There will still be airline sponsorship, he adds, but it will be by national flag carriers which have relied a great deal on experienced expatriate pilots and believe they have a duty to train their own nationals as pilots. Often these airlines are based in countries where it would be difficult or impossible for students to raise money for a full course of training.
Meanwhile, says Newman, the low-cost carriers, such as Brussels-based Virgin Express, Ireland-based Ryanair, and the UK's Buzz, EasyJet, Go and start-up Bmibaby, are continuing to expand apace. They have traditionally got their junior pilots from the regionals and the self-sponsored market, and have attracted senior pilots and captains from other airlines with competitive salaries and even "golden hellos" for type-rated training captains. If their success continues into the approaching market upturn, Newman adds, they will soon have to consider some kind of ab initio training plan, or their growth potential will be stunted by a shortage of flightcrew.
Training schools in France have seen a dramatic drop - up to 50% - in student numbers, but they blame the cyclical downturn in the aviation industry, rather than the events of 11 September.
According to DGAC, the French civil aviation authority, the principal reason lies in the move to the European Joint Aviation Authorities pilot-training curriculum, which took effect in July 1999. France had three years to adapt to the new syllabus, so "we are probably in the trough right now, with students hurrying to finish before the new norms become obligatory - and others not starting until the new norms take effect so as not to have a change mid-way through their training course." But it concedes that there has been very little recruitment for theory classes since 11 September.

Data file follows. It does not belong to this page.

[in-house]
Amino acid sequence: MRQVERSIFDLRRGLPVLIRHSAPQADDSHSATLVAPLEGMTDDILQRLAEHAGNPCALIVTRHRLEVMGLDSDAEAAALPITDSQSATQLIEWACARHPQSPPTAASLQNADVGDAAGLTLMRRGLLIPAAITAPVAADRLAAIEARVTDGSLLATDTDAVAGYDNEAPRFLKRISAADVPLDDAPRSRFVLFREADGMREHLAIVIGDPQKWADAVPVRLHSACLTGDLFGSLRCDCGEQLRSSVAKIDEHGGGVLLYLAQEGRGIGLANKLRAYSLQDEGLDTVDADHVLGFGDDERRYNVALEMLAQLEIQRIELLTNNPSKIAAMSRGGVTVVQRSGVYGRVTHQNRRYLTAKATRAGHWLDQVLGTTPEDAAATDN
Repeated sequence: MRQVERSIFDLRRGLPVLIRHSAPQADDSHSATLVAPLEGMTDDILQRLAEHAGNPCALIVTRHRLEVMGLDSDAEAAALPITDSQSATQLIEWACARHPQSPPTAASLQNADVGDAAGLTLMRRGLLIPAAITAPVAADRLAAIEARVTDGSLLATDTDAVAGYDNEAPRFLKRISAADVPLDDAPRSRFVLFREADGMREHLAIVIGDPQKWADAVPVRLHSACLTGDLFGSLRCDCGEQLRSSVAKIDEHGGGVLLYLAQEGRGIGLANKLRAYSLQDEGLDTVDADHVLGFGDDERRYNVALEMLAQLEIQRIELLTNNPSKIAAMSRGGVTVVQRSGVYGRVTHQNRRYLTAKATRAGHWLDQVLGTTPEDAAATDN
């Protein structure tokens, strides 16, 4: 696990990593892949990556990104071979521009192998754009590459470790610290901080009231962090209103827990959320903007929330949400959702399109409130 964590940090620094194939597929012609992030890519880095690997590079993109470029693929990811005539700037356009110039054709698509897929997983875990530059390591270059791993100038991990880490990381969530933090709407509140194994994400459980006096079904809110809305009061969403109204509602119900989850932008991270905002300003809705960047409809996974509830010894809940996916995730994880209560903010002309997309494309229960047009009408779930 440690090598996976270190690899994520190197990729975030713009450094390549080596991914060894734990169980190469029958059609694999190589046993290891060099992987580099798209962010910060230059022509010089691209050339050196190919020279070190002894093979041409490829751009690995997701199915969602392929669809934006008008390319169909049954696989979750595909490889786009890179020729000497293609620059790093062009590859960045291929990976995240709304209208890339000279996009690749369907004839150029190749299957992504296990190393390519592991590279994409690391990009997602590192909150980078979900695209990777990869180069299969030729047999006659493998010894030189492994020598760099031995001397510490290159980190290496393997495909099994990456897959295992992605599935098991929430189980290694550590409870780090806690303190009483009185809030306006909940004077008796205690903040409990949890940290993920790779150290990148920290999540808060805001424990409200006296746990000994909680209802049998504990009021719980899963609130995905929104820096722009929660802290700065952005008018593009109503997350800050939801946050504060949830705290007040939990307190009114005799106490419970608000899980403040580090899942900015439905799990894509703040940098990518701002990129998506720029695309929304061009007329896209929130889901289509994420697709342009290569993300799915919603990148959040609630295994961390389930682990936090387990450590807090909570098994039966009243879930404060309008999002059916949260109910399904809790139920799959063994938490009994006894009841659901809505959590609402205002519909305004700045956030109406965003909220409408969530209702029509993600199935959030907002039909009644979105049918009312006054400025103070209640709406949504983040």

Michel Montbrun, president of Aéro Pyrenées, a school based in Perpignan, southwest France, which performs ab initio training, says: "In October, November and to some extent December [last year], we had a brutal drop of between 40% to 50% in our student body." This consisted of 60% fully-sponsored students and 40% self-sponsored - "or, rather, students sponsored by their parents, who, right now, are not very willing to invest around Є45,700 [$40,200] in the airline business over 10 months".
ESMA, based near Montpellier in southern France, also offers ab initio training. "Things are very quiet," says training manager Jean-Yves Quentric, who puts the current situation down to "economic prudence" on the part of airlines. One of ESMA's principal clients was the now-defunct Swissair - Quentric does not think 11 September has had much effect on recruitment.
The DGAC says French training schools recruit most of their students from within France or French-speaking countries. "We have a language barrier. All the schools teach in French, their documentation and so on is in French, and for many it's just not worth the expense to translate everything into English.
"Of course some schools are perfectly able to dispense classes in English and will do so for major contracts, such as recent ones we have had with China and Vietnam where all the teaching was done in English," the DGAC adds. "But the fact that we are eliminating potential students because of [the Francophone bias] bothers us, and it is something we're working on."
South-East Asian airlines say they expect to double their fleets over the next 10 years, and several of them already rely heavily on expatriate pilots to make up the shortfall in fully trained national pilots.
The cost of training at foreign schools, however, is forcing larger countries to consider creating their own, or expanding those that already exist, such as Thailand's Civil Aviation Training Centre (CATC), which is where most of Thai Airways International's ab initio pilots were trained. CATC is a government agency run by the Department of Aviation (DOA). It is one of the oldest schools in South-East Asia, and probably the best funded.
But since 11 September, foreign students have not been accepted at CATC, which says it relies on airlines to investigate the backgrounds of Thai students they are sponsoring. Self-sponsored Thai students are only allowed to receive training if they are approved by the DOA.
The Philippine Airlines Aviation School (PAAS), which mainly serves Philippine Airlines (PAL), has not excluded foreign students and, in fact, would like to attract them. With a cost of $25,000 for a US Federal Aviation Administration commercial pilot licence syllabus course - about half the Western price - PAAS is highly competitive, but has not worked seriously at marketing its services overseas.